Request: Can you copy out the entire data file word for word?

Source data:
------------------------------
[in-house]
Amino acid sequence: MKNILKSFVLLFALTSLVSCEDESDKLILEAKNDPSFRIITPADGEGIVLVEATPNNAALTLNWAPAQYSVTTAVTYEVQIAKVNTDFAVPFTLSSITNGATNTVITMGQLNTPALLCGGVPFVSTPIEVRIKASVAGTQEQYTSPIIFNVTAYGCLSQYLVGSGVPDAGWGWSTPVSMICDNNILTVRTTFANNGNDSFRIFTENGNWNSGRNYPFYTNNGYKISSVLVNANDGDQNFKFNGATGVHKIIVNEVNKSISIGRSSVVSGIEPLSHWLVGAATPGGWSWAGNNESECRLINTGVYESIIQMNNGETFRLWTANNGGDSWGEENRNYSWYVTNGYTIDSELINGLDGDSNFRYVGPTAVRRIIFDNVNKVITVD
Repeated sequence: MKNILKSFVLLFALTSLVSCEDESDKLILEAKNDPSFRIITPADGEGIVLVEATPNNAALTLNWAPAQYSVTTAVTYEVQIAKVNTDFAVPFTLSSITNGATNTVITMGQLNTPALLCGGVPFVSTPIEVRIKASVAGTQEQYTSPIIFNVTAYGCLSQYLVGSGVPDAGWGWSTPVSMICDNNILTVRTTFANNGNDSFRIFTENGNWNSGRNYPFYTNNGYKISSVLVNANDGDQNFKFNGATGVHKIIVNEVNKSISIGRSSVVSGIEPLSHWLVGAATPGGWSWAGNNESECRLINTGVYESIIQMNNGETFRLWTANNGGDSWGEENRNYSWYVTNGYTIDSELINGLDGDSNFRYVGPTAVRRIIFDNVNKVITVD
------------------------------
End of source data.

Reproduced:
[in-house]
Amino acid sequence: MKNILKSFVLLFALTSLVSCEDESDKLILEAKNDPSFRIITPADGEGIVLVEATPNNAALTLNWAPAQYSVTTAVTYEVQIAKVNTDFAVPFTLSSITNGATNTVITMGQLNTPALLCGGVPFVSTPIEVRIKASVAGTQEQYTSPIIFNVTAYGCLSQYLVGSGVPDAGWGWSTPVSMICDNNILTVRTTFANNGNDSFRIFTENGNWNSGRNYPFYTNNGYKISSVLVNANDGDQNFKFNGATGVHKIIVNEVNKSISIGRSSVVSGIEPLSHWLVGAATPGGWSWAGNNESECRLINTGVYESIIQMNNGETFRLWTANNGGDSWGEENRNYSWYVTNGYTIDSELINGLDGDSNFRYVGPTAVRRIIFDNVNKVITVD
Repeated sequence: MKNILKSFVLLFALTSLVSCEDESDKLILEAKNDPSFRIITPADGEGIVLVEATPNNAALTLNWAPAQYSVTTAVTYEVQIAKVNTDFAVPFTLSSITNGATNTVITMGQLNTPALLCGGVPFVSTPIEVRIKASVAGTQEQYTSPIIFNVTAYGCLSQYLVGSGVPDAGWGWSTPVSMICDNNILTVRTTFANNGNDSFRIFTENGNWNSGRNYPFYTNNGYKISSVLVNANDGDQNFKFNGATGVHKIIVNEVNKSISIGRSSVVSGIEPLSHWLVGAATPGGWSWAGNNESECRLINTGVYESIIQMNNGETFRLWTANNGGDSWGEENRNYSWYVTNGYTIDSELINGLDGDSNFRYVGPTAVRRIIFDNVNKVITVD